More often than not, the outcome of certain collaborations don’t quite work as well as the idea on paper, but there have been numerous instances where certain collaborations just flat-out make complete sense while all parties involved feel rejuvenated as they bounce ideas off each other and gain a new sense of inspiration. Judging from the new collaborative single by Converge, Chelsea Wolfe, Stephen Brodsky, and Ben Chisholm, it’s looking like this is going to be one of those collabs that works. All aforementioned musicians got together to create a collaborative album titled Bloodmoon: I, which will drop on November 19th via “Epitaph Records,” and the lead single “Blood Moon” is a brooding seven minute plus epic that gives us a taste of the journey we’re about to embark on with this album. You can watch the music video for ”Blood Moon” below:
IDLES will release their follow-up to their critically acclaimed album Ultra Mono on November 12th via “Partisan Records.” The album is titled Crawler, and is coproduced by Kenny Beats. The band have also shared a new single titled “The Beachland Ballroom,” which is a massive departure from their previous work. About the track, lead singer Joe Talbot states “It’s the most important song on the album, really, There’s so many bands that go through the small rooms and dream of making it into the big rooms. Being able to write a soul tune like this made me go, fuck , we’re at a place where we’re actually allowed to go to these big rooms and be creative and not just go through the motions and really appreciate what we’ve got. The song is sort of an allegory of feeling lost and getting through it. It’s one that I really love singing.” You can watch the music video for “The Beachland Ballroom” below:
Hailing from Nashville Tennessee, Kelley Cole has released her debut single “Anyone,” and it’s a synth-heavy bop ready to pack the dance floor with its smooth Funk-dominated swagger. The track was written and produced by Cole herself, indicating the possibility of her becoming an influential producer in the Pop world. She is definitely an artist to watch. You can listen to “Anyone” below:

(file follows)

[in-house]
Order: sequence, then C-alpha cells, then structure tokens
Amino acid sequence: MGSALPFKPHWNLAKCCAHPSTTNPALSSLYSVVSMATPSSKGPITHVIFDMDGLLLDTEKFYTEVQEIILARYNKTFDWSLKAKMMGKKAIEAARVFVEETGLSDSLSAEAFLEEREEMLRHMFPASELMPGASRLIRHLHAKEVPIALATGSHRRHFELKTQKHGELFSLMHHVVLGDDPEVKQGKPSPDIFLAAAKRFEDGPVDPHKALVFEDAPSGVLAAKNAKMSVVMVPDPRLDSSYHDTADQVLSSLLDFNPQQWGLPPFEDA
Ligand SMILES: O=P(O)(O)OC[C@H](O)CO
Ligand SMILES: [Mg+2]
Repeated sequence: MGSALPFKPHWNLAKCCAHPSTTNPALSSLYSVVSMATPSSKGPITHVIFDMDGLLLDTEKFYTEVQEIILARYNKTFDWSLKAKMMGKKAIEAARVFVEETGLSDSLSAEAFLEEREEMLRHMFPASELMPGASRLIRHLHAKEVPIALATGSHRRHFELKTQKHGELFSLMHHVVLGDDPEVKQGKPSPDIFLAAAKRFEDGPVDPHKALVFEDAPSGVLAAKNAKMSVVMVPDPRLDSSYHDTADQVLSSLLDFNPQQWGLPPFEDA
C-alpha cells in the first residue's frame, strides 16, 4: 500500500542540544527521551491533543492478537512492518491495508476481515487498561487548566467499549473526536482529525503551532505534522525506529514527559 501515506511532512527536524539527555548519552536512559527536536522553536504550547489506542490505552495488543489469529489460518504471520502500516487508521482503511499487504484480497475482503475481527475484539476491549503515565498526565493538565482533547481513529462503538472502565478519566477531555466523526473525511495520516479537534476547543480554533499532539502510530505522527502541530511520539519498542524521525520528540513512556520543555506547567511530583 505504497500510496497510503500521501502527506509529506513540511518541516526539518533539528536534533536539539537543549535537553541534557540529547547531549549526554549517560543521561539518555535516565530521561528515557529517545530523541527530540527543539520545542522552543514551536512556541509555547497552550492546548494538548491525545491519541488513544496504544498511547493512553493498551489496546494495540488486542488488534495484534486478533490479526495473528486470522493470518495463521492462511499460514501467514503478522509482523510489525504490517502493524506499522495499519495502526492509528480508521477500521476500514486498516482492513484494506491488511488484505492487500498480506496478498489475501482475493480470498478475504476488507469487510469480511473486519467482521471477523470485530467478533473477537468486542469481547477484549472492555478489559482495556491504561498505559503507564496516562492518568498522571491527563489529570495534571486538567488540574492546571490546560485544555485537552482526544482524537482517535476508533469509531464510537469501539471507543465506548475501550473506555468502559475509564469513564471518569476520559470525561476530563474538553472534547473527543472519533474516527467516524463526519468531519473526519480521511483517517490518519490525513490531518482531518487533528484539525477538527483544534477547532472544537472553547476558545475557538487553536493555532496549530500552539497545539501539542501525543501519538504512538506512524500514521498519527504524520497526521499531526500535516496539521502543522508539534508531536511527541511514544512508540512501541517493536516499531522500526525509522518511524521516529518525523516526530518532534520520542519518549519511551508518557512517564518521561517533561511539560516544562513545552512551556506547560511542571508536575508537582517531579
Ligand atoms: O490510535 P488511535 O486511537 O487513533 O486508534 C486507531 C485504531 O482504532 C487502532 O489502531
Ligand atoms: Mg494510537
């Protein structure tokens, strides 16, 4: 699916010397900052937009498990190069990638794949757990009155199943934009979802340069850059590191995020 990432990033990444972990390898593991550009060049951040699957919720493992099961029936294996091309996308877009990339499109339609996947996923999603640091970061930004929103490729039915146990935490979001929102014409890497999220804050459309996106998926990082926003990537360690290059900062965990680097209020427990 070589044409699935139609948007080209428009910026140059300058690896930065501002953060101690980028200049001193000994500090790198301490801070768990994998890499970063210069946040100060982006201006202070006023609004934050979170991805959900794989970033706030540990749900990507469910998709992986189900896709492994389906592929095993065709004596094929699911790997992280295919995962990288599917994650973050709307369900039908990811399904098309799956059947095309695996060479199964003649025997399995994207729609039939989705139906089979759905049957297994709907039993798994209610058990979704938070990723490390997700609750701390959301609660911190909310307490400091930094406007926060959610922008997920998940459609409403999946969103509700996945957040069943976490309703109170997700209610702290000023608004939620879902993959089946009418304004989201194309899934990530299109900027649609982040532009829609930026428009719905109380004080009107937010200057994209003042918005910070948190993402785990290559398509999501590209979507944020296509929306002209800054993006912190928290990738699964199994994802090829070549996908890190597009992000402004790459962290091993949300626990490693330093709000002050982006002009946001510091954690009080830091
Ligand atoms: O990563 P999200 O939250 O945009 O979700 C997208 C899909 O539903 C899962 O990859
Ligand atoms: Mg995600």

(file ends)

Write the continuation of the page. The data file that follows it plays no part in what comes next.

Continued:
As of late, I’ve been trying to stay away from the easy and often uninspired mention of the pandemic when it comes to my write-ups of new music, but the fact of the matter is, it’s nearly impossible, and maybe a little irresponsible to not mention the impact COVID and lockdown has had on the music scene. Whether it be the frequent cancellations of tours, or the music that has been created as a reaction to the stir craziness of isolation, we’ve hit a point where the whole music world has collectively been forced to endure the same thing, so of course the mention of COVID is inevitable. An album that epitomizes the feeling of wanting to punch the walls or to be able to do something as simple as driving to your favorite spot to order fucking fish and chips is “Amyl and the Sniffers'” new album Comfort to Me. The Australian quartet are no strangers to riotous Punk Rock highly energized and ferociously enticing, but what happens when you take that same energy and lock it in a house with no access to the things in the outside world that create normalcy in everyday life? That energy gets amplified of course. The band wrote the majority of this album during lockdown, and the proof is in tracks like “Hertz” and “Guided by Angels,” tracks that convey the feelings that are brought on by isolation, and even those moments of existentialism like on the track “Capital.” “Existing for the sake of existing, meaning disappears,” shouts lead singer Amy Taylor on what is possibly the heaviest track on the album. Those guitar riffs, they bring to mind Kill ‘Em All era “Metallica” every time I hear them, which perfectly echoes the nihilistic nature of the track. Lockdown played a role in this album no doubt, but merely labeling this a “lockdown album” would do a disservice to the band, because the subject matter will resonate with anyone at any point in time. Divisiveness isn’t anything new. We faced it even before the pandemic. Marginalized people have always been victims of prejudice and hate, having to fear walking home alone late at night or just simply being themselves out in public. It’s an unfair reality that fortunately has been brought to light in recent years, but still continues to be smothered by social norms that stifle any progress or innovation, so it’s important to have anthems such as “Freaks to the Front,” “Choices,” “Don’t Fence Me In,” and “Knifey” to inspire and to speak on the anxieties many face on a daily basis. Though the album doesn’t break new ground sonically, it still sounds fresh in a genre that continues to inspire many, and the lyrical content consists of the most important subject matter that people shouldn’t just skim over.